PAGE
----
Lesson 1 – Understanding WordPress (for FREE!)
Topics covered in this lesson are:
- What is WordPress
- WordPress Front and Back End
- Hosted Version of WordPress.com
- WordPress Technologies
- WordPress as a Content Management System
- Differences between a website and a blog
NB – For you to enjoy and follow every steps in all the lessons on our portal, you need to have your WordPress blog installed and working (ASSURE will provide you FREE Domain Name Registration and FREE Hosting)….It is your working tool. Every explanation (mostly in pictures) will be seen by you as it is on your WordPress blog/website and apply by you immediately on your WordPress blog/website. Installation and hosting of your WordPress Blog/Website is FREE!
What Is WordPress
Before we start looking at how it works, let’s take a step back and look at what WordPress actually is.
WordPress started life as a fork from the b2 blogging software, which was reasonably popular around 2003. As it developed over the next few years, WordPress gradually transformed from being a blogging platform, to being an all-round content
management system (CMS).
So what exactly is a CMS?
In the early days of the internet most websites were built using HTML. They were either hand coded, or later, by using WYSIWYG (pronounced wizzy wig – What You See Is What You Get) visual editors, such as Frontpage or Dreamweaver. This meant that development time could be lengthy, it had to be done by someone who had a reasonable grasp of HTML (even with the visual editors), and it effectively locked out the end user from being able to build the site themselves or add or change the content without having to get a technical person involved.
Of course there were advantages, such as having complete control over the look and feel of every aspect of the site. But this could be a double edged sword, with inconsistencies in the site appearance often creeping in. As someone who built a lot of static HTML sites I can tell you they were (and still are) a pain to update and maintain.
Even adding text content was a chore. What was needed was some way to add the content to the site without having to worry about every aspect of the look and feel, or the HTML code behind it. More importantly, there needed to be a way to do this without having to get a technical person involved every time new text needed to be added, or changes made.
A CMS splits out the tasks involved in creating a website into content creation, content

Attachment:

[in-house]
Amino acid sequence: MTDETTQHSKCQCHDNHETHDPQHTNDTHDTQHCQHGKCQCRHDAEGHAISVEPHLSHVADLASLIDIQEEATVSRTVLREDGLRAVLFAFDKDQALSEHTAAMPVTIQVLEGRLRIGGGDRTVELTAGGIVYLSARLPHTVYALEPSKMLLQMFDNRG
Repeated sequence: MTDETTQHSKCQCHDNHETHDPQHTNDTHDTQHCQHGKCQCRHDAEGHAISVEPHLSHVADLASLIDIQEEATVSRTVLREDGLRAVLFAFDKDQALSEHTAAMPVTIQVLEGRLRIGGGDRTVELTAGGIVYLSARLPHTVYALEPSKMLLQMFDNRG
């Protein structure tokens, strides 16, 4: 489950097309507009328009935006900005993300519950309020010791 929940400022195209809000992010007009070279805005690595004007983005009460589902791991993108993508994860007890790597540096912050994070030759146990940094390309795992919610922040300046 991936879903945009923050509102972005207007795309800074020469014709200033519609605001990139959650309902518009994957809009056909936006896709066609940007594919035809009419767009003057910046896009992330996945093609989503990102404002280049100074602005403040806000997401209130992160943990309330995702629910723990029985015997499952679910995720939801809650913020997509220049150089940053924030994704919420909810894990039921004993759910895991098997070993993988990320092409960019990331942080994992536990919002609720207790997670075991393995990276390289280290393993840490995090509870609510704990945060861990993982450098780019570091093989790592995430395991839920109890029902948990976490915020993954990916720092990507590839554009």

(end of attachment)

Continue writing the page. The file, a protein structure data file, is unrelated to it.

management, content publishing, and presentation (look and feel). This might sound like a more complicated way of doing things, but the reality is that it hugely simplifies everything and enables just about anyone to create and manage a website.
With a typical CMS, such as WordPress, content can be created in a WYSIWYG editor, much like Microsoft Word. If you have ever typed up anything in a word processor then you can create content in a CMS.
All of the content is held in a database and is pulled out of the database to be displayed to the user when the web page is visited. This means that, unlike static web sites, the pages in a CMS are dynamic and only exist when the page is requested and then constructed on the fly to be displayed.
The content management features of a CMS such as WordPress allow the content you have created to be categorised, attributed to the author, tagged, reviewed, and approved before publishing. Different aspects of the overall process can be assigned to different users, each with their own role, and that role will determine what they are allowed, and not allowed to do.
Content can be published after being reviewed by someone else, or straight away, depending on the users role. As well as that, posts to the website can either be published straight away, or scheduled to be published at a date and time in the future.
This is great for drip feeding new content to the site if you need to be away for a few days. When it comes to presentation a CMS removes a lot of the hard work. Site navigation can be created easily or automatically by the CMS reading the structure of your site.
The overall appearance and layout can be controlled by a skin, or theme, which means that the overall look and feel can be quickly and easily changed as for the most part, it is separated from the content. So that is a rough description of what a CMS is. I’ve probably made it sounds quite complex, but it really isn’t. Let’s see how this applies to WordPress?
You can think of the WordPress software as a framework around which your website will be built. You design how the content will be structured by deciding on which categories you will put your content in, you decide how you want the site to look and apply a theme (an easy way to skin your WordPress installation to make it look the way you want), and you decide on the extra functionality that your website needs, and apply the relevant plugins to add that functionality.